Inside/Out

Astarkly minimalist offering, "Inside/Out" is an ultra-slow-moving portrait of life inside and just outside a psychiatric institution, and it takes almost two hours to make the not-so-original point that the folks not locked up in the hospital are likely to be just as wacko as the straitjacket cases. American writer-director Rob Tregenza's third film is almost certainly too introverted even for the hard-core arthouse crowd, and most distribs will probably be scared off by the lethargic pacing. There is some interest in the film among industryites because legendary Gallic auteur Jean-Luc Godard was involved in the production, though he has had his name removed from the credits. The main character, a French artist named Jean Hammett (Frederic Pierrot), tries rather half-heartedly to escape from the asylum, but is easily roped back in by security. Monica Phillips (Berangere Allaux) becomes increasingly fascinated by Jean, though it is never made clear exactly why she is so enthralled with the taciturn fellow.

With:
Jean Hammett ..... Frederic Pierrot Grace Patterson ..... Stefania Rocca Monica Phillips ..... Berangere Allaux David Shepard ..... Tom Gilroy Eric Johnson ..... Mikkel Gaup Roger Freeman ..... Steven Watkins

There are all the usual asylum-pic shots, with patients lining up for their medicine, playing bingo and wandering aimlessly around the hospital grounds. In a parallel plot, a young priest, David Shepard (Tom Gilroy), who is a disturbed war veteran, is seen lusting after the church organist, Grace Patterson (Stefania Rocca), but she keeps rejecting his advances. There is also a fairly deranged local cop who keeps showing up and causing trouble. At one point, he gets into a shoving match with Jean.

There is little dialogue, and much of it is curiously muffled. Virtually every scene drags on way too long, with many consisting entirely of people staring intently at each other. The flimsy plot and absence of character development make it tough for the viewer to feel much sympathy for the highly alienated patients.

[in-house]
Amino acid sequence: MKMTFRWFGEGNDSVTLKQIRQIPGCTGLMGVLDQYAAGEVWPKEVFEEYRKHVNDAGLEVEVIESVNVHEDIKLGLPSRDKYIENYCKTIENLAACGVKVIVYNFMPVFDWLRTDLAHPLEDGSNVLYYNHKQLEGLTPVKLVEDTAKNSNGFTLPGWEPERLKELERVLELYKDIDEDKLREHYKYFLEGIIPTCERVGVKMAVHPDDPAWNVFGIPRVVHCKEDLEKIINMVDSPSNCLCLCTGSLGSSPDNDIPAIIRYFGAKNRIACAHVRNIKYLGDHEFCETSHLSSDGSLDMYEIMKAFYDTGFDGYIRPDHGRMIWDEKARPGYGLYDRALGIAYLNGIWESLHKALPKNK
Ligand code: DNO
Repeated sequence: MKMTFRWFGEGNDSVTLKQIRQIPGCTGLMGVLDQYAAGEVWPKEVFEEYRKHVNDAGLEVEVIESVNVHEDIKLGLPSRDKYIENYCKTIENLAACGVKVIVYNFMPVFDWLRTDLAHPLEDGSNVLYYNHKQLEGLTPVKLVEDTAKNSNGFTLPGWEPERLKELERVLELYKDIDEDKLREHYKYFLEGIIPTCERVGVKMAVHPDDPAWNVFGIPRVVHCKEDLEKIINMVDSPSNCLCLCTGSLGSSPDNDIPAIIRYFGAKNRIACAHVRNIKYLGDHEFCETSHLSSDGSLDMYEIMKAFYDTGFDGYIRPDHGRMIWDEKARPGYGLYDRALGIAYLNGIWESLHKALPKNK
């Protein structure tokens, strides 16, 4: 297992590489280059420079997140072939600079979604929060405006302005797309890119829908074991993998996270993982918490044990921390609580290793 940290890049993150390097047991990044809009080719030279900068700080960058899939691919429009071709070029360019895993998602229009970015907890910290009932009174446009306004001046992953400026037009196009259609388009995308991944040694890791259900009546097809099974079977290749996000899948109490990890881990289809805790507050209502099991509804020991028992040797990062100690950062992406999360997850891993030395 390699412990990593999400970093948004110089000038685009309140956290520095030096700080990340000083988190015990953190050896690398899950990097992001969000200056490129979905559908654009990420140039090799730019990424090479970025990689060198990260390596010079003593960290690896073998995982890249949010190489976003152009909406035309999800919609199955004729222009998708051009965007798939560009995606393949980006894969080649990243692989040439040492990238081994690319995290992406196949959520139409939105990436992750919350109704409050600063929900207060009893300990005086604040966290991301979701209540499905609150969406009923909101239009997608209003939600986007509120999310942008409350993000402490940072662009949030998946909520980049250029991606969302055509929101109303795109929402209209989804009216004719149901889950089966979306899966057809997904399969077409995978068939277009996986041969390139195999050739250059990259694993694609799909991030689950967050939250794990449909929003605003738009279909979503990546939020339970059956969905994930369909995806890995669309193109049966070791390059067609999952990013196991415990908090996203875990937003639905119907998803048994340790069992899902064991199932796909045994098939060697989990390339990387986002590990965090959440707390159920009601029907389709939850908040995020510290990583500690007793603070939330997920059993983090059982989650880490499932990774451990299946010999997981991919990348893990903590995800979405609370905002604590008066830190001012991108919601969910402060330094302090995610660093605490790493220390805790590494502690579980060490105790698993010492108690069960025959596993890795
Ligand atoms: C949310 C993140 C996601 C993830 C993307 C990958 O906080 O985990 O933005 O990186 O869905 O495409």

With so little talking, it is difficult for many of the thesps to distinguish themselves, though both Allaux and Rocca at least manage to convey some nonverbal intensity.

Tregenza’s self-consciously arty camerawork further detracts from the drama. Pic does have a suitably bleak, midwinter look. The score features a number of ethereal harp instrumentals.

Inside/Out

Production: A Parallel Pictures/Baltimore Film Factory production. (International sales: Ervin, Cohen, Jessup, Los Angeles.) Produced by J.K. Eareckson, Tom Garvin. Co-producer, Gill Holland. Directed, written, edited by Rob Tregenza

Crew: Camera (B&W), Tregenza; music, J.K. Eareckson, Mary Tregenza; costumes, Paula Stonestreet; sound, Francois Musy; associate producers, J.C. Davidson, Robert Sutton. Reviewed at Cannes Film Festival (Un Certain Regard), May 8, 1997. Running time: 115 MIN.

With: Jean Hammett ..... Frederic Pierrot Grace Patterson ..... Stefania Rocca Monica Phillips ..... Berangere Allaux David Shepard ..... Tom Gilroy Eric Johnson ..... Mikkel Gaup Roger Freeman ..... Steven WatkinsDavid Roland Frank, Johanna Cox, Courtney Wilkenson, Jim Czarnecki, Brian Hemingson, David Beaudoin, Edgar Davis, Dominic Valentine, Branch Warfield.

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